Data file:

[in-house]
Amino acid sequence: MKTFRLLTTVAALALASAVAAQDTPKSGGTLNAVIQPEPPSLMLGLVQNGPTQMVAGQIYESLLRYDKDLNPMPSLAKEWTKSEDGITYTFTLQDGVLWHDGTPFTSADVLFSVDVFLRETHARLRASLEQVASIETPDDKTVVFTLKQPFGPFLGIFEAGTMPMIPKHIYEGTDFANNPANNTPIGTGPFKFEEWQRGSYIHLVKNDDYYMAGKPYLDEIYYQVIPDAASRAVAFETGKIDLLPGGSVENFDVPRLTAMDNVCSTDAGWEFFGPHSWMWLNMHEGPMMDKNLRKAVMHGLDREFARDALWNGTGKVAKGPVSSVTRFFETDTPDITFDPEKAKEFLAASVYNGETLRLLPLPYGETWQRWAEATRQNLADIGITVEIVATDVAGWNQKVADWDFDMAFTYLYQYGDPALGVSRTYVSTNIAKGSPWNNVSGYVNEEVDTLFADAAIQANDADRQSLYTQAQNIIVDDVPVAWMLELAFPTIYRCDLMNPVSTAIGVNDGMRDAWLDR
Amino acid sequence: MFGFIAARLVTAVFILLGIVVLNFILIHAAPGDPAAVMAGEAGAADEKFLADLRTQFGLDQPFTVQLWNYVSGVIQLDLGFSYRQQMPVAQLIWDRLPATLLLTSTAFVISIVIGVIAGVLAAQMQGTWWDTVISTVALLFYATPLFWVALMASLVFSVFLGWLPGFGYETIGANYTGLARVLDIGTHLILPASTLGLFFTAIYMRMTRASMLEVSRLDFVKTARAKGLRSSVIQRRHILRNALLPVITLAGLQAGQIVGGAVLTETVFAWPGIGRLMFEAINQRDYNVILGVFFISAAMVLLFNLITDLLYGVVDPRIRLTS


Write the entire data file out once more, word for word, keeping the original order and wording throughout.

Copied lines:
[in-house]
Amino acid sequence: MKTFRLLTTVAALALASAVAAQDTPKSGGTLNAVIQPEPPSLMLGLVQNGPTQMVAGQIYESLLRYDKDLNPMPSLAKEWTKSEDGITYTFTLQDGVLWHDGTPFTSADVLFSVDVFLRETHARLRASLEQVASIETPDDKTVVFTLKQPFGPFLGIFEAGTMPMIPKHIYEGTDFANNPANNTPIGTGPFKFEEWQRGSYIHLVKNDDYYMAGKPYLDEIYYQVIPDAASRAVAFETGKIDLLPGGSVENFDVPRLTAMDNVCSTDAGWEFFGPHSWMWLNMHEGPMMDKNLRKAVMHGLDREFARDALWNGTGKVAKGPVSSVTRFFETDTPDITFDPEKAKEFLAASVYNGETLRLLPLPYGETWQRWAEATRQNLADIGITVEIVATDVAGWNQKVADWDFDMAFTYLYQYGDPALGVSRTYVSTNIAKGSPWNNVSGYVNEEVDTLFADAAIQANDADRQSLYTQAQNIIVDDVPVAWMLELAFPTIYRCDLMNPVSTAIGVNDGMRDAWLDR
Amino acid sequence: MFGFIAARLVTAVFILLGIVVLNFILIHAAPGDPAAVMAGEAGAADEKFLADLRTQFGLDQPFTVQLWNYVSGVIQLDLGFSYRQQMPVAQLIWDRLPATLLLTSTAFVISIVIGVIAGVLAAQMQGTWWDTVISTVALLFYATPLFWVALMASLVFSVFLGWLPGFGYETIGANYTGLARVLDIGTHLILPASTLGLFFTAIYMRMTRASMLEVSRLDFVKTARAKGLRSSVIQRRHILRNALLPVITLAGLQAGQIVGGAVLTETVFAWPGIGRLMFEAINQRDYNVILGVFFISAAMVLLFNLITDLLYGVVDPRIRLTS